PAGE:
DEISA dishes out scientific supercomputing awards
Forty-two scientific projects have been awarded supercomputing resources through DEISA, the EU's infrastructure of supercomputing systems.
The awards, totaling more than 49 million processor hours, collectively comprise the largest amount of supercomputing resources ever allocated at a pan-European project call.
These DEISA Extreme Computing (DECI) projects will each have access to resources at one or more of the 11 DEISA partner sites, including 12 of theTop 100 most powerful supercomputers in the world. Through DECI, now in its fourth year, scientists are tackling a wide range of scientific challenges.
Successful projects are chosen for their potential to achieve ground-breaking scientific results through the use of supercomputers, enabling them to run more detailed and accurate simulations of scientific problems than was previously possible. Multi-national proposals are especially encouraged and the latest projects to be supported include collaborations involving scientists from three continents, although the vast majority of the participants are based in Europe. Staff from DEISA will work closely with the researchers, providing applications support to enable and deploy the codes on the most appropriate architecture.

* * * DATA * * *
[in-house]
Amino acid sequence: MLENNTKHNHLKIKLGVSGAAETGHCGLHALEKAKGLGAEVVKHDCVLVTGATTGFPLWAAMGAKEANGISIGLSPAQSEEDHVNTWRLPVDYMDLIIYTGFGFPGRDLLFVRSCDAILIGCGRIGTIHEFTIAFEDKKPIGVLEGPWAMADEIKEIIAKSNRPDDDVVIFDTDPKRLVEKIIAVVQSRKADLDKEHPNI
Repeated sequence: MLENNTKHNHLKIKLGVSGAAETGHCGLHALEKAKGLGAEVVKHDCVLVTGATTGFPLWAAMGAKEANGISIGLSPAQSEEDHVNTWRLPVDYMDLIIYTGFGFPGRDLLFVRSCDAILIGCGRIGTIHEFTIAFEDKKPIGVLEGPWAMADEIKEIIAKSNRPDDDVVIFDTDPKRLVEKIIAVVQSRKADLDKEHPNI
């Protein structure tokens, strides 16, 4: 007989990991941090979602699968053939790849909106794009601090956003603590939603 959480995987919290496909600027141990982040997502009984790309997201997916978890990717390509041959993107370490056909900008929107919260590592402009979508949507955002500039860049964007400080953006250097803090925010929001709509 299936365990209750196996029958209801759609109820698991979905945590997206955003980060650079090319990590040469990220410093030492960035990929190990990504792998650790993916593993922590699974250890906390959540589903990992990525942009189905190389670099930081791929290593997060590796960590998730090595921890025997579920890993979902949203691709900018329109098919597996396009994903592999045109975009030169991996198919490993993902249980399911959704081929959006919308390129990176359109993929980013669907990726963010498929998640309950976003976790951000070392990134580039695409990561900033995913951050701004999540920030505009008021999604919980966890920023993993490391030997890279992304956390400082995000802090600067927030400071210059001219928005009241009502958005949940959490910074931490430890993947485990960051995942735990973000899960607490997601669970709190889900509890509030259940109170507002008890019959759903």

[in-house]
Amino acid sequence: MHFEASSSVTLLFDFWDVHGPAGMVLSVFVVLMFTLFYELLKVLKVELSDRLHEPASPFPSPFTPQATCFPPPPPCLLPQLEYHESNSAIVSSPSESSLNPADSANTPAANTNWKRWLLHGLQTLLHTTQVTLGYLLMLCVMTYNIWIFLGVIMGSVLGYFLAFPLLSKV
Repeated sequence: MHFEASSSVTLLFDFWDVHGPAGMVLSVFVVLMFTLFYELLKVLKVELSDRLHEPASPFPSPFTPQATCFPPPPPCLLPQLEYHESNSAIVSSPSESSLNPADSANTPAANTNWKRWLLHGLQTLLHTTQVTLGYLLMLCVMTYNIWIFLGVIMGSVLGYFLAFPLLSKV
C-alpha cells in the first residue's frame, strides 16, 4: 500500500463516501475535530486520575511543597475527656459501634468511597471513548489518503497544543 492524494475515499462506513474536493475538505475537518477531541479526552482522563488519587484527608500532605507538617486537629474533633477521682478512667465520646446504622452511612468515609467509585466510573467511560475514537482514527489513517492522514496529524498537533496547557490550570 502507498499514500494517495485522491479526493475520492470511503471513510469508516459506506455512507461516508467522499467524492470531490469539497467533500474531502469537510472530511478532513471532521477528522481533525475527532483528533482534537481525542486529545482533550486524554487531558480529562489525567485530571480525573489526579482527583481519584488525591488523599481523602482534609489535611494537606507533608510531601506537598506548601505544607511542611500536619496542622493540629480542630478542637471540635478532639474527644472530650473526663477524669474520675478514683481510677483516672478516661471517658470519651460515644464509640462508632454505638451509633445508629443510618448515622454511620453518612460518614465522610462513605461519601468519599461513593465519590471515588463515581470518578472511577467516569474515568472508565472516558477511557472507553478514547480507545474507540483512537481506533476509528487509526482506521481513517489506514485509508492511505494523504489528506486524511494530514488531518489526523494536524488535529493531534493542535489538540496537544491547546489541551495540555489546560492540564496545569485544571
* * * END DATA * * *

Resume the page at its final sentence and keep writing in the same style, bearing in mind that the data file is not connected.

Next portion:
Professor Gernot Muenster, the principal investigator of the Nf1 DECI project to study fundamental issues in quantum field theory, said: 'In order to attain the goals of our project and to arrive at conclusive results, we need computational resources which exceed our previous approvals. Thanks to DEISA, we will be able to perform simulations in sufficiently large lattice volumes and sufficiently small lattice spacings to obtain relevant results. Also, the support of our calculations by DEISA staff members, concerning implementation and optimisation of our program codes, is of very high value for our project.'
Professor Simon Portegies Zwart, the principal investigator of the Gravitational Billion Body Problem (GBBP) DECI project related to cosmological studies on Cold Dark Matter, said: 'Thanks to the available compute resources and the excellent network facilities of DEISA we can now make a breakthrough in computational science, especially in our understanding of the dark matter distribution in the universe.'